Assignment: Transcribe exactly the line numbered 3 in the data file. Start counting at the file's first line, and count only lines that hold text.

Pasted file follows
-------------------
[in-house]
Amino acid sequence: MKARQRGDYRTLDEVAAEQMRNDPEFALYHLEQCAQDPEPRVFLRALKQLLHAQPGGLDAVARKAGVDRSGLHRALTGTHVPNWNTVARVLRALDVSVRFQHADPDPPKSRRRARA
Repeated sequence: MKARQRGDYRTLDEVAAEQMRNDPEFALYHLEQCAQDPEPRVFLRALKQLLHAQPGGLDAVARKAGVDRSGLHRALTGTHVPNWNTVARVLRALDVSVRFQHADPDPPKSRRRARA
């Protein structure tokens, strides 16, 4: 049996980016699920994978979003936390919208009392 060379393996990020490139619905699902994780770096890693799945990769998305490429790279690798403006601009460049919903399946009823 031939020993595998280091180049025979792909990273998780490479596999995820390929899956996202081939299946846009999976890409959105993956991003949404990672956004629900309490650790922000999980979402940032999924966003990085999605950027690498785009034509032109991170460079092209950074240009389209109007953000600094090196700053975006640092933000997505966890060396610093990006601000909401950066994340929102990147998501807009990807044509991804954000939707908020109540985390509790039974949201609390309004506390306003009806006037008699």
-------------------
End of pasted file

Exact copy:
Repeated sequence: MKARQRGDYRTLDEVAAEQMRNDPEFALYHLEQCAQDPEPRVFLRALKQLLHAQPGGLDAVARKAGVDRSGLHRALTGTHVPNWNTVARVLRALDVSVRFQHADPDPPKSRRRARA